Once you’ve selected the perfect style for your manuscript, it’s time to see how it looks on all of the platforms you intend to export to. See the graphic below for all of the available platforms. You just click on the little reader icon and select a device, such as, Kindle Fire, Paperwhite, iPad, iPhone, Nook Simple Touch, Kobo Glo, Android Tablet, or even print. You can page through your document to see what the headings look like, how your drop caps look, and even those wonderful ornamental breaks. Vellum even allows you to access each device's settings, so you can chose the font, font size, background/text color, or any other available options on that particular platform.  

When you finally get everything just how you want it, you can click the generate button, and Vellum will bring up a box for you to confirm your print size, and all of the platforms you wish to publish to. It will also ask you to select a folder to store those exports. I’m pretty sure that there is a place in the settings for store links so that once you have actually published to one of the online stores, you can make changes to your manuscript, such as updating front and back matter, and then publish the changes with a couple of clicks. I haven’t actually tried out this functionality yet, because I’m waiting until I’m ready to publish the print edition of my first book, and when I have my second book ready to publish in ebook format. I’ll be sure and post a follow up to this review detailing how that process went. If it works as fluidly as the rest of the software, I think I’m really going to like it. 

<This is the first box that appears when you click on the generate button.

Now let’s talk about the price, and why I think it’s worth the $250 price tag (and the cost of a Mac if you don’t have one…because yes, it only runs on a Mac). I’m aware that most new writers looking to go the self publishing route don’t have wads of cash to fling at every new thing that comes along, but if you are serious about producing a book that people will actually purchase, you need at least two things (besides solid writing), an attractive cover, and interior formatting that is indistinguishable from the big publishing houses. You could certainly do these things yourself if you have the skills, but even if you do, how much is your time worth? Think about how long it would take you to format your book just the way you want it using Scrivener or Word. If you’re like me, it’s too long. Your skills may be more finely honed than mine, or perhaps you have infinite amounts of patience, but wouldn’t your time be better spent writing that next book?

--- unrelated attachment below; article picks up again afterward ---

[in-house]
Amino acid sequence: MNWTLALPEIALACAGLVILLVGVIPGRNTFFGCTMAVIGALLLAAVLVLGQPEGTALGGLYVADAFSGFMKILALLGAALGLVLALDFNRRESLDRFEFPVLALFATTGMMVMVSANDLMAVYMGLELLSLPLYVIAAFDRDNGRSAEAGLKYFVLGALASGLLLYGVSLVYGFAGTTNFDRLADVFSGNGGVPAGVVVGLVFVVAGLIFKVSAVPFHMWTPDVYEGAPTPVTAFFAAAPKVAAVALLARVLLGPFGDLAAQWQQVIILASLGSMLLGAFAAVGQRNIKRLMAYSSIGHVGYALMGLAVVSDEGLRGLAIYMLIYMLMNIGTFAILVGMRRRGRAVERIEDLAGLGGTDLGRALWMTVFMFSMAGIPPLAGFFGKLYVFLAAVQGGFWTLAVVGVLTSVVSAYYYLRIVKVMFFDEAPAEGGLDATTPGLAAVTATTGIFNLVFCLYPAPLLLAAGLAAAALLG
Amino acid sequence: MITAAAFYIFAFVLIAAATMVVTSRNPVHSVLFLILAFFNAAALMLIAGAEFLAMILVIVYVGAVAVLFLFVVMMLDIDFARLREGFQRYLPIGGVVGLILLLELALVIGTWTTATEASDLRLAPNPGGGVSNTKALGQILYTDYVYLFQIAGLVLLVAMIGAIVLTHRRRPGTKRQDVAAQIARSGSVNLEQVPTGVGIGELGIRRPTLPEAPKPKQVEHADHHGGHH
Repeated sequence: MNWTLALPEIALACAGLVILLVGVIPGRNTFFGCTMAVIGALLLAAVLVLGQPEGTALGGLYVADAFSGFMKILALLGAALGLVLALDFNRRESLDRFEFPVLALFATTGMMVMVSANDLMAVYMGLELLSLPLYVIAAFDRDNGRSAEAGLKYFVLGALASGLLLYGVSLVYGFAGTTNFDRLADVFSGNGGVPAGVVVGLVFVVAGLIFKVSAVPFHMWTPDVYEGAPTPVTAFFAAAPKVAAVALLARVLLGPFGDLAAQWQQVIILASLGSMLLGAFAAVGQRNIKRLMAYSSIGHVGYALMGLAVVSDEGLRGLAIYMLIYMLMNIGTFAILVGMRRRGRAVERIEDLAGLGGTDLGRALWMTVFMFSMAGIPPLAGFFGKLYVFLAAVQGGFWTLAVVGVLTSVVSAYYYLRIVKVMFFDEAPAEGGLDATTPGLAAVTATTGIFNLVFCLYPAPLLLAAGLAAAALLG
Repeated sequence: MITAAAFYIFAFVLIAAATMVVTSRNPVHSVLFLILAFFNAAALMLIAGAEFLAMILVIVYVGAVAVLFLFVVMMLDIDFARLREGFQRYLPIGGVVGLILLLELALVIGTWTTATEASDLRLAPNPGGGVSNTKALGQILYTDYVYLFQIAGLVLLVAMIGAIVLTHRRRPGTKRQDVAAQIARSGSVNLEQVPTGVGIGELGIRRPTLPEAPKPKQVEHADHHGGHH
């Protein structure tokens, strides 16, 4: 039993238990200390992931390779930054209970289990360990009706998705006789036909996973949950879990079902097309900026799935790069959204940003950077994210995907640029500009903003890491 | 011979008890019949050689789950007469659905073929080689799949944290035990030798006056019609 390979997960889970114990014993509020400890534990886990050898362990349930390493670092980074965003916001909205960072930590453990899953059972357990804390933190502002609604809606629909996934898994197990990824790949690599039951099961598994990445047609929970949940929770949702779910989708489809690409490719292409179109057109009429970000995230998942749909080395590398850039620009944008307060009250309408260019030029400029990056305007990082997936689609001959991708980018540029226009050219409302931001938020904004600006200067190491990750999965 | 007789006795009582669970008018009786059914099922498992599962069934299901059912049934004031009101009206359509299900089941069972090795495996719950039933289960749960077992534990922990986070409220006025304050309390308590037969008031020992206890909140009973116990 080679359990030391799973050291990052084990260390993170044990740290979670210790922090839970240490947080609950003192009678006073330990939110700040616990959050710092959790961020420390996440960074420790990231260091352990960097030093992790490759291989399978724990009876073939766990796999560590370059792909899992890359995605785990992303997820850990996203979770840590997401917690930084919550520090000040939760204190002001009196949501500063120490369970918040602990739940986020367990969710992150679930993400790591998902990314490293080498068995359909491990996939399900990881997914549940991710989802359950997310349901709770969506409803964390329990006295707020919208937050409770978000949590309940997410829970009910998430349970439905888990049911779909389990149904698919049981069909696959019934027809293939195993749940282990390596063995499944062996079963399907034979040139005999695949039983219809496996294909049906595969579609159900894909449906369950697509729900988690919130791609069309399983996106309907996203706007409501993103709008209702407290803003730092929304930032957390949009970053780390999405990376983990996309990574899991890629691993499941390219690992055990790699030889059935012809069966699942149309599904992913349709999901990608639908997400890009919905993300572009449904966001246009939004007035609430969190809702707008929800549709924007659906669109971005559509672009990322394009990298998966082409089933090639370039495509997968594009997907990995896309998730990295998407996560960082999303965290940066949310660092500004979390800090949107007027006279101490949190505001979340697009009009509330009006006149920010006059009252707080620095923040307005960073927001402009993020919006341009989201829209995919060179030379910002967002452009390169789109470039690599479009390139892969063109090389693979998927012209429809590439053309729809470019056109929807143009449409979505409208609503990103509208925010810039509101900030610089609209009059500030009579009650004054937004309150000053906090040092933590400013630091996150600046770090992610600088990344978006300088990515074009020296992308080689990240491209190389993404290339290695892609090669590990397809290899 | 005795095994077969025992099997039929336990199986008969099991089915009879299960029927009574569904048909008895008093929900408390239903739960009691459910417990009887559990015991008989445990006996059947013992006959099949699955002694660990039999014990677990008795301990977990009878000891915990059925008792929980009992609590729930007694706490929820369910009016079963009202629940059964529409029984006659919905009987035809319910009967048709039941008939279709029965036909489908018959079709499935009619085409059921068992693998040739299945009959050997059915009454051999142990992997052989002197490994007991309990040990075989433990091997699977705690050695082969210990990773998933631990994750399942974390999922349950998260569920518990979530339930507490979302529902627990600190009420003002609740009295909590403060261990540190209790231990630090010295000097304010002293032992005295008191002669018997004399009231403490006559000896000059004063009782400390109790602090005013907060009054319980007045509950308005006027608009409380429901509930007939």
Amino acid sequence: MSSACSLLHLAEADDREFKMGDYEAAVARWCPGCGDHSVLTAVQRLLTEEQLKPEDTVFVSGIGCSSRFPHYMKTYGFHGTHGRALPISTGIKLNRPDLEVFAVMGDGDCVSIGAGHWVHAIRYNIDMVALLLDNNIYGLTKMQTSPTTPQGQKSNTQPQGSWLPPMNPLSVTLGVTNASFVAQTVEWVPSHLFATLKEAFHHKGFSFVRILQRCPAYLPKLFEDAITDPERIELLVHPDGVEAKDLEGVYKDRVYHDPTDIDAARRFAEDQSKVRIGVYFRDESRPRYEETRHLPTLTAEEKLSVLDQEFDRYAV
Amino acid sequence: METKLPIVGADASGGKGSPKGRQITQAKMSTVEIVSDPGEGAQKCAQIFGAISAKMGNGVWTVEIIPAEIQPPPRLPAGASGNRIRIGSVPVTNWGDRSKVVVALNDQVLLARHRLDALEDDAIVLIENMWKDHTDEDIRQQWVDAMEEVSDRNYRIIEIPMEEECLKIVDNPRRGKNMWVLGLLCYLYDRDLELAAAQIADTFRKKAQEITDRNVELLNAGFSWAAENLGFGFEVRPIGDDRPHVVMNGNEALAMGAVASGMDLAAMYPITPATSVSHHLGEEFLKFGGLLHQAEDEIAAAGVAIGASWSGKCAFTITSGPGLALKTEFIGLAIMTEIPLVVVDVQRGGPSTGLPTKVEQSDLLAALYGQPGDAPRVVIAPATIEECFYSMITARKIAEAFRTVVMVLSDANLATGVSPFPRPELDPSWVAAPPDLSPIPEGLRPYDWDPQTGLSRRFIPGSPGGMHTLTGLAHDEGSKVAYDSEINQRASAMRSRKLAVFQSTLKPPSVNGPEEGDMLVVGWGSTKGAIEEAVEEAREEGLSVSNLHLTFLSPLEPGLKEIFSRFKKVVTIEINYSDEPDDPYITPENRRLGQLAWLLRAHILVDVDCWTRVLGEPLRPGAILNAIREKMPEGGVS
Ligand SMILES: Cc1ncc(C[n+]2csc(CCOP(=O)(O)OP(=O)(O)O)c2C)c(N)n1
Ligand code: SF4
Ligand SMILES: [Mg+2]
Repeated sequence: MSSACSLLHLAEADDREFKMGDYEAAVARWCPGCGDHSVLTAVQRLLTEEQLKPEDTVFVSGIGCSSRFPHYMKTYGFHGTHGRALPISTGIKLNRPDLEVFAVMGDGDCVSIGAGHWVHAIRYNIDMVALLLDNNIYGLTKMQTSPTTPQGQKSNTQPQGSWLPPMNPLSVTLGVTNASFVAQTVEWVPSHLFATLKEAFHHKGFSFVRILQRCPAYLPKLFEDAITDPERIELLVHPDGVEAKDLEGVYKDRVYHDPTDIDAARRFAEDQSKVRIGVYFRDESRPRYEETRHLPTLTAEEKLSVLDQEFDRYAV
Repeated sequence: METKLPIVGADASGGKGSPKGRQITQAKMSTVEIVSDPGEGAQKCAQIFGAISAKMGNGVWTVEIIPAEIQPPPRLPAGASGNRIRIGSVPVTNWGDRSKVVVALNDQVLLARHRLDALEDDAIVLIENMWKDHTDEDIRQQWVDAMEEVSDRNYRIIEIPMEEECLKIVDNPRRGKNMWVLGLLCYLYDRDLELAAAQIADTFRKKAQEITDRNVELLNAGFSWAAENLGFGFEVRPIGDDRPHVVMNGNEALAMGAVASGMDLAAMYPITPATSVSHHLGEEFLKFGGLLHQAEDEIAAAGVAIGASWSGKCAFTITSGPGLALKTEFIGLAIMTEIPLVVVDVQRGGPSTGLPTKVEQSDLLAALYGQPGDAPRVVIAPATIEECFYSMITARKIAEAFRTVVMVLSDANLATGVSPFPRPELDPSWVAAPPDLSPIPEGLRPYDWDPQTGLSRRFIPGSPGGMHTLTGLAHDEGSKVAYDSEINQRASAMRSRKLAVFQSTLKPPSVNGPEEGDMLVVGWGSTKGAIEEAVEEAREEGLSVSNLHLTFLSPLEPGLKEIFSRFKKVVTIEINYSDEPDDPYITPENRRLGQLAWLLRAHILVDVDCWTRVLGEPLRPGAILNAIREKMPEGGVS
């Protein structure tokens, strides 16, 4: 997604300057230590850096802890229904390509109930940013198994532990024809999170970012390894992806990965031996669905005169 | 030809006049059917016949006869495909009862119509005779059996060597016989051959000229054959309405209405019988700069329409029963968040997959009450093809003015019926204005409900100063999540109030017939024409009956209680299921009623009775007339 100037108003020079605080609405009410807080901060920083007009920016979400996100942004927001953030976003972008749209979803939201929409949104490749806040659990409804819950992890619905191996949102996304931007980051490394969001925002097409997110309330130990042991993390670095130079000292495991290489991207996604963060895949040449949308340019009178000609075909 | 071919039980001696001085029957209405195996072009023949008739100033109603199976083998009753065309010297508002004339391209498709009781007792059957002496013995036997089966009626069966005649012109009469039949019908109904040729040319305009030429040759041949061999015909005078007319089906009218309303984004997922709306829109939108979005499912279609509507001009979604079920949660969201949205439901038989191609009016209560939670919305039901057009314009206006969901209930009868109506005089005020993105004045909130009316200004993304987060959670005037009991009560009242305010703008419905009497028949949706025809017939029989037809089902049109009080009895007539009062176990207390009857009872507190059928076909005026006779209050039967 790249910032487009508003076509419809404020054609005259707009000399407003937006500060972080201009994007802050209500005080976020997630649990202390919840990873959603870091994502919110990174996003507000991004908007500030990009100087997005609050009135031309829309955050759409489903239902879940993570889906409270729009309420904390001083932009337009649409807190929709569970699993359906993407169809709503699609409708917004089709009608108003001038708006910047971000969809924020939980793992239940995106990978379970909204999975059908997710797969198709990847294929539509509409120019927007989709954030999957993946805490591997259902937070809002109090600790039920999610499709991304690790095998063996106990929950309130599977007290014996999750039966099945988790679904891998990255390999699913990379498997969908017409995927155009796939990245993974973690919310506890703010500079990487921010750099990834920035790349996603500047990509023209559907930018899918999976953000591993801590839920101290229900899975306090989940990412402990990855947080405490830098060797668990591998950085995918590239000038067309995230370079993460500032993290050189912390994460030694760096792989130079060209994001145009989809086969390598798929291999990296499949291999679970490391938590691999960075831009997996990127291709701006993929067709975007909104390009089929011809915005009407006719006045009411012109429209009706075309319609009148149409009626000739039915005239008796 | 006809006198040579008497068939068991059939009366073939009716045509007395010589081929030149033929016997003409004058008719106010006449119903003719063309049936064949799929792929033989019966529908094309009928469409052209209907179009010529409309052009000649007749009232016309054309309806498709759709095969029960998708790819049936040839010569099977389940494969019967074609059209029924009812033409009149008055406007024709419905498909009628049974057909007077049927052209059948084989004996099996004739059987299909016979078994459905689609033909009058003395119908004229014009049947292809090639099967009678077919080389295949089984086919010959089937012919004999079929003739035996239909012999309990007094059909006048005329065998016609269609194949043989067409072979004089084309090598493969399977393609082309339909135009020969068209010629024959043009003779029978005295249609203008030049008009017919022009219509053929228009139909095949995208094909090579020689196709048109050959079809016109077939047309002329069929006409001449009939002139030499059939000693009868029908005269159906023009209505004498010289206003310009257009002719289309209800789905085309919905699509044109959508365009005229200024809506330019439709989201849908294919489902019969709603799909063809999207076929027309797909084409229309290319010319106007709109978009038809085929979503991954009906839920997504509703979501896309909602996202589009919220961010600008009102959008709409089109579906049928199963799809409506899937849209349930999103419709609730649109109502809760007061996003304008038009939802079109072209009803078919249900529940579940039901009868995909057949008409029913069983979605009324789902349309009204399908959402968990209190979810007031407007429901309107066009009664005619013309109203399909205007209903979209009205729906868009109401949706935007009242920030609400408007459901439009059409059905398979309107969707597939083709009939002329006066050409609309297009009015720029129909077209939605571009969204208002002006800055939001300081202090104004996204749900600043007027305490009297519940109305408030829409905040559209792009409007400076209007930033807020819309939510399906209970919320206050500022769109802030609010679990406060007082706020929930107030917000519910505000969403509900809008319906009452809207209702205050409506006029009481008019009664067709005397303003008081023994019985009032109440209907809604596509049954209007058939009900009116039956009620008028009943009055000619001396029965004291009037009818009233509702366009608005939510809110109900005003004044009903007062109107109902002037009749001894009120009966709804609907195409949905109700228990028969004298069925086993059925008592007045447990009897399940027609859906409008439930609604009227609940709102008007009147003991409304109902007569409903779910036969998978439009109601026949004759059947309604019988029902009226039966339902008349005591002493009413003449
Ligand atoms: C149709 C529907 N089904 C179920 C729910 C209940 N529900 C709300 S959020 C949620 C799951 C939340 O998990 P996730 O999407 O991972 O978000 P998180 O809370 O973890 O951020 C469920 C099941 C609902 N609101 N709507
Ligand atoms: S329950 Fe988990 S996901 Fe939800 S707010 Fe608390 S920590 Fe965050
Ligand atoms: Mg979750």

I’ve done some research (by research I mean a few Google searches) on interior book formatting, and from what I’ve seen it ranges from somewhere between $50 to $500 to get results that are no better, and possibly not even as good as Vellum’s. Now even if you use $50 as your baseline for formatting, once you've published five books, the software would have already paid for itself. And if you don’t ever plan to publish anything but ebooks you can save yourself $50 by buying the ebook only edition.

For me it was an easy decision. I plan to publish more than five books, and I really like the ease with which I can format my books, as well as the end product that Vellum gives me. At the very least I think you should download the software (if you have a Mac), and test it out. It will let you do everything except generate the final output. And if you decide you love it as much as I do (probably not even possible…I love it lots), you can purchase your license from within the software. 

Here are the pricing tiers and the system requirements:

Vellum Press (Create Unlimited Ebooks + Paperbacks) $249.99

Vellum Ebooks (Create Unlimited Ebooks) $199.00

If you have individual credits, you can still use them in Vellum 2.0, but they no longer offer new individual credits for sale.

You can upgrade to Vellum 2.0 from previous versions.

System Requirements:

Vellum requires a Mac running one of these versions of macOS:

macOS El Capitan (10.11)
macOS Sierra (10.12)

There are no specific processor, graphics, or memory requirements. I’m currently running a 2014 Mac Mini with a 2.6 GHz Intel Core i5, 16 GB RAM, and Intel Iris graphics, but I would imagine it would run on a much less powerful system without any problems. 

The oldest Macs that can run macOS Sierra are iMac (late 2009 and later), Mac mini (2010 and later), Mac Pro (2010 and later), MacBook (Late 2009 and later), MacBook Air (2010 and later), and MacBook Pro (2010 and later). I’m fairly certain that if your Mac will run El Capitan or Sierra, it will be perfectly capable of running Vellum 2.0.

Vellum 2.0

Vellum 2.0 Help

Purchasing FAQ

Here’s a gallery of the different styles. 


I hope you found this review helpful. If I left anything out, or if you have any questions, please let me know. I'm always happy to share the little knowledge I have with my fellow Indies :)